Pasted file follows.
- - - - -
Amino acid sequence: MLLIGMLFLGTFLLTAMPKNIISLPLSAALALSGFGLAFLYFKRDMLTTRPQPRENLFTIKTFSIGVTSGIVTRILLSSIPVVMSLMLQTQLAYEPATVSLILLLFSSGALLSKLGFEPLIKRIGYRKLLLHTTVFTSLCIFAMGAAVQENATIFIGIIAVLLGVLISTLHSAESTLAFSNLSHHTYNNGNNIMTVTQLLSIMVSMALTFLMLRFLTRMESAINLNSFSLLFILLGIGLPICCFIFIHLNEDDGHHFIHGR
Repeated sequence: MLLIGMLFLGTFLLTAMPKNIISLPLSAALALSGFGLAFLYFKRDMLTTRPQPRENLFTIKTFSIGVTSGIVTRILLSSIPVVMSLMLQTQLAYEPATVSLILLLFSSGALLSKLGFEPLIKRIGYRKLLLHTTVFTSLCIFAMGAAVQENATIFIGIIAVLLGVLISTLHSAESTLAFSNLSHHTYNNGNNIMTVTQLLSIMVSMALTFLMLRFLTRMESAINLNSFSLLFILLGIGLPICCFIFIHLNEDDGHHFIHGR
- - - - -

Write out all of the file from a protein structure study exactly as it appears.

Amino acid sequence: MLLIGMLFLGTFLLTAMPKNIISLPLSAALALSGFGLAFLYFKRDMLTTRPQPRENLFTIKTFSIGVTSGIVTRILLSSIPVVMSLMLQTQLAYEPATVSLILLLFSSGALLSKLGFEPLIKRIGYRKLLLHTTVFTSLCIFAMGAAVQENATIFIGIIAVLLGVLISTLHSAESTLAFSNLSHHTYNNGNNIMTVTQLLSIMVSMALTFLMLRFLTRMESAINLNSFSLLFILLGIGLPICCFIFIHLNEDDGHHFIHGR
Repeated sequence: MLLIGMLFLGTFLLTAMPKNIISLPLSAALALSGFGLAFLYFKRDMLTTRPQPRENLFTIKTFSIGVTSGIVTRILLSSIPVVMSLMLQTQLAYEPATVSLILLLFSSGALLSKLGFEPLIKRIGYRKLLLHTTVFTSLCIFAMGAAVQENATIFIGIIAVLLGVLISTLHSAESTLAFSNLSHHTYNNGNNIMTVTQLLSIMVSMALTFLMLRFLTRMESAINLNSFSLLFILLGIGLPICCFIFIHLNEDDGHHFIHGR